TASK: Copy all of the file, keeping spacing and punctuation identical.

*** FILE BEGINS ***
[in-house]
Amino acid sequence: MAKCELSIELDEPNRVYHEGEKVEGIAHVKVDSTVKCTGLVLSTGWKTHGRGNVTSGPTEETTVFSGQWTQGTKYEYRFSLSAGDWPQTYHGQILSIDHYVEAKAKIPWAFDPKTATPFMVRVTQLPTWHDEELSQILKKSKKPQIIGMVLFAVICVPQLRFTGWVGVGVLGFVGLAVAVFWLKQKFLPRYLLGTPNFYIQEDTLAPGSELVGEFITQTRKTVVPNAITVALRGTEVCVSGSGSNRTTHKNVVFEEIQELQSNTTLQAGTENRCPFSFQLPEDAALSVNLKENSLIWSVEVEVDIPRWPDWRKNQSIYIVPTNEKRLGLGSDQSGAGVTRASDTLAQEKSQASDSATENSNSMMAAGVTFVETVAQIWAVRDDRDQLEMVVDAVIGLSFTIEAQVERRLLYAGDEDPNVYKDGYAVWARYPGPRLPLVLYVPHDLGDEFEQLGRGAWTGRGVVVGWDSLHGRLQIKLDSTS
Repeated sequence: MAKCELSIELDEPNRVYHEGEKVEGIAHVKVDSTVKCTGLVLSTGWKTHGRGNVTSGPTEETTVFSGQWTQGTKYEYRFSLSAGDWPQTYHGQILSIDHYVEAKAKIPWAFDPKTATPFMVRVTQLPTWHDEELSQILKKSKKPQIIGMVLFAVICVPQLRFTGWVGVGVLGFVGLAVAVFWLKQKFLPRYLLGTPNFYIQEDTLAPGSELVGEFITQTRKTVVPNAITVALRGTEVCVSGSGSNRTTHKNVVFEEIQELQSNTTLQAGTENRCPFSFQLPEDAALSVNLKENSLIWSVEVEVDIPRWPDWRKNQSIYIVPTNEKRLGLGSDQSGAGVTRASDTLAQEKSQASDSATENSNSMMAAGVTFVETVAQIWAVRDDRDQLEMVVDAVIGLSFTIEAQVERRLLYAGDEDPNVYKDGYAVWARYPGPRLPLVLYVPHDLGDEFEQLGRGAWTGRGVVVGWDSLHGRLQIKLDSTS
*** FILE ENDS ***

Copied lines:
[in-house]
Amino acid sequence: MAKCELSIELDEPNRVYHEGEKVEGIAHVKVDSTVKCTGLVLSTGWKTHGRGNVTSGPTEETTVFSGQWTQGTKYEYRFSLSAGDWPQTYHGQILSIDHYVEAKAKIPWAFDPKTATPFMVRVTQLPTWHDEELSQILKKSKKPQIIGMVLFAVICVPQLRFTGWVGVGVLGFVGLAVAVFWLKQKFLPRYLLGTPNFYIQEDTLAPGSELVGEFITQTRKTVVPNAITVALRGTEVCVSGSGSNRTTHKNVVFEEIQELQSNTTLQAGTENRCPFSFQLPEDAALSVNLKENSLIWSVEVEVDIPRWPDWRKNQSIYIVPTNEKRLGLGSDQSGAGVTRASDTLAQEKSQASDSATENSNSMMAAGVTFVETVAQIWAVRDDRDQLEMVVDAVIGLSFTIEAQVERRLLYAGDEDPNVYKDGYAVWARYPGPRLPLVLYVPHDLGDEFEQLGRGAWTGRGVVVGWDSLHGRLQIKLDSTS
Repeated sequence: MAKCELSIELDEPNRVYHEGEKVEGIAHVKVDSTVKCTGLVLSTGWKTHGRGNVTSGPTEETTVFSGQWTQGTKYEYRFSLSAGDWPQTYHGQILSIDHYVEAKAKIPWAFDPKTATPFMVRVTQLPTWHDEELSQILKKSKKPQIIGMVLFAVICVPQLRFTGWVGVGVLGFVGLAVAVFWLKQKFLPRYLLGTPNFYIQEDTLAPGSELVGEFITQTRKTVVPNAITVALRGTEVCVSGSGSNRTTHKNVVFEEIQELQSNTTLQAGTENRCPFSFQLPEDAALSVNLKENSLIWSVEVEVDIPRWPDWRKNQSIYIVPTNEKRLGLGSDQSGAGVTRASDTLAQEKSQASDSATENSNSMMAAGVTFVETVAQIWAVRDDRDQLEMVVDAVIGLSFTIEAQVERRLLYAGDEDPNVYKDGYAVWARYPGPRLPLVLYVPHDLGDEFEQLGRGAWTGRGVVVGWDSLHGRLQIKLDSTS